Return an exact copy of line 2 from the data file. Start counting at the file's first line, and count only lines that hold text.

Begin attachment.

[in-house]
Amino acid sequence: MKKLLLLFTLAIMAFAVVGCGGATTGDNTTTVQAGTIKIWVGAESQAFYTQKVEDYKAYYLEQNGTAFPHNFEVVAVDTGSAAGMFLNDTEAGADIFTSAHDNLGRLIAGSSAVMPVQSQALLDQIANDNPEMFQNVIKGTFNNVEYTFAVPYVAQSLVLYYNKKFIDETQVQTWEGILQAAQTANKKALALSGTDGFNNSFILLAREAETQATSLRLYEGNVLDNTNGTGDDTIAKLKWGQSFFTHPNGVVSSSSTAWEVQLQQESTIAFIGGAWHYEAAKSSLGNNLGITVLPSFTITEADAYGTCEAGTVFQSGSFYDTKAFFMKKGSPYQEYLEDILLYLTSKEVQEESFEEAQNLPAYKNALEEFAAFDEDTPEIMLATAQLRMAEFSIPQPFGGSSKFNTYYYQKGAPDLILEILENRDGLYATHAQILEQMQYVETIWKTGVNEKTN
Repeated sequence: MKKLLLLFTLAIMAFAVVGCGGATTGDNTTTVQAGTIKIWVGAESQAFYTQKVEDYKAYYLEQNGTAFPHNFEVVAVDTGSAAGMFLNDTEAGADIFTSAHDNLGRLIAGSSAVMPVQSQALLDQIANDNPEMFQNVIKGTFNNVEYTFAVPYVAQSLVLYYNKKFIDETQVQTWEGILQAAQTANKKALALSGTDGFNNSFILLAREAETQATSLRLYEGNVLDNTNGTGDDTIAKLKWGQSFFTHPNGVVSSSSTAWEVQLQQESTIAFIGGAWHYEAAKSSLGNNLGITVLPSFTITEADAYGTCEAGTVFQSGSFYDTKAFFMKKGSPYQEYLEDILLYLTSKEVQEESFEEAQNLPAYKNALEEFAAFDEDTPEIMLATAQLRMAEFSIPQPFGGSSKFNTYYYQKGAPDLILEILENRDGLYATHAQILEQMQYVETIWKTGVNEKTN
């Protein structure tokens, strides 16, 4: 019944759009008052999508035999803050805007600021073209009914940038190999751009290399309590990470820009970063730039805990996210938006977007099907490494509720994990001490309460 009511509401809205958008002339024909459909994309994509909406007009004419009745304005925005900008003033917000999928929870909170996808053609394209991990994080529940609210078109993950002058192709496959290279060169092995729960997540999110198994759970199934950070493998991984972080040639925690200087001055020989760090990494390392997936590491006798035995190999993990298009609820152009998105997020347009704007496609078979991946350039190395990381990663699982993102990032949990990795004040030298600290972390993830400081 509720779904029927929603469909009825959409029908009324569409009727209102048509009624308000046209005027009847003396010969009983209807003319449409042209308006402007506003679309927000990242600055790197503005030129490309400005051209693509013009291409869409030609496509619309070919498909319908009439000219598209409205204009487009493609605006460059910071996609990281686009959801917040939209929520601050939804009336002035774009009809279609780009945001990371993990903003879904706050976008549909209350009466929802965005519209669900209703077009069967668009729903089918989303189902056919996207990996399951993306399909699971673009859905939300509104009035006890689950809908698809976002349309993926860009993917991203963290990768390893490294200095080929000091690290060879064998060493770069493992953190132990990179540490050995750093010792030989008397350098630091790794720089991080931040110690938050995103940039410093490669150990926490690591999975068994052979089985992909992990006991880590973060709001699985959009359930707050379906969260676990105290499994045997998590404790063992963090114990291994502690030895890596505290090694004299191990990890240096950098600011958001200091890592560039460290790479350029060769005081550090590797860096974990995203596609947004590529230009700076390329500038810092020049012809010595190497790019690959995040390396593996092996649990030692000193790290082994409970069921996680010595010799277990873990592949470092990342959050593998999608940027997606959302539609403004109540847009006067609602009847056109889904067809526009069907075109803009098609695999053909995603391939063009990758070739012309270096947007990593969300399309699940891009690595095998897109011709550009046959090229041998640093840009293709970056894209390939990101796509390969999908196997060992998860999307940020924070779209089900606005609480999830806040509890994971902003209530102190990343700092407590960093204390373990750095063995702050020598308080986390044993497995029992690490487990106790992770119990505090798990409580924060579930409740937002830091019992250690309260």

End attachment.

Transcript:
Amino acid sequence: MKKLLLLFTLAIMAFAVVGCGGATTGDNTTTVQAGTIKIWVGAESQAFYTQKVEDYKAYYLEQNGTAFPHNFEVVAVDTGSAAGMFLNDTEAGADIFTSAHDNLGRLIAGSSAVMPVQSQALLDQIANDNPEMFQNVIKGTFNNVEYTFAVPYVAQSLVLYYNKKFIDETQVQTWEGILQAAQTANKKALALSGTDGFNNSFILLAREAETQATSLRLYEGNVLDNTNGTGDDTIAKLKWGQSFFTHPNGVVSSSSTAWEVQLQQESTIAFIGGAWHYEAAKSSLGNNLGITVLPSFTITEADAYGTCEAGTVFQSGSFYDTKAFFMKKGSPYQEYLEDILLYLTSKEVQEESFEEAQNLPAYKNALEEFAAFDEDTPEIMLATAQLRMAEFSIPQPFGGSSKFNTYYYQKGAPDLILEILENRDGLYATHAQILEQMQYVETIWKTGVNEKTN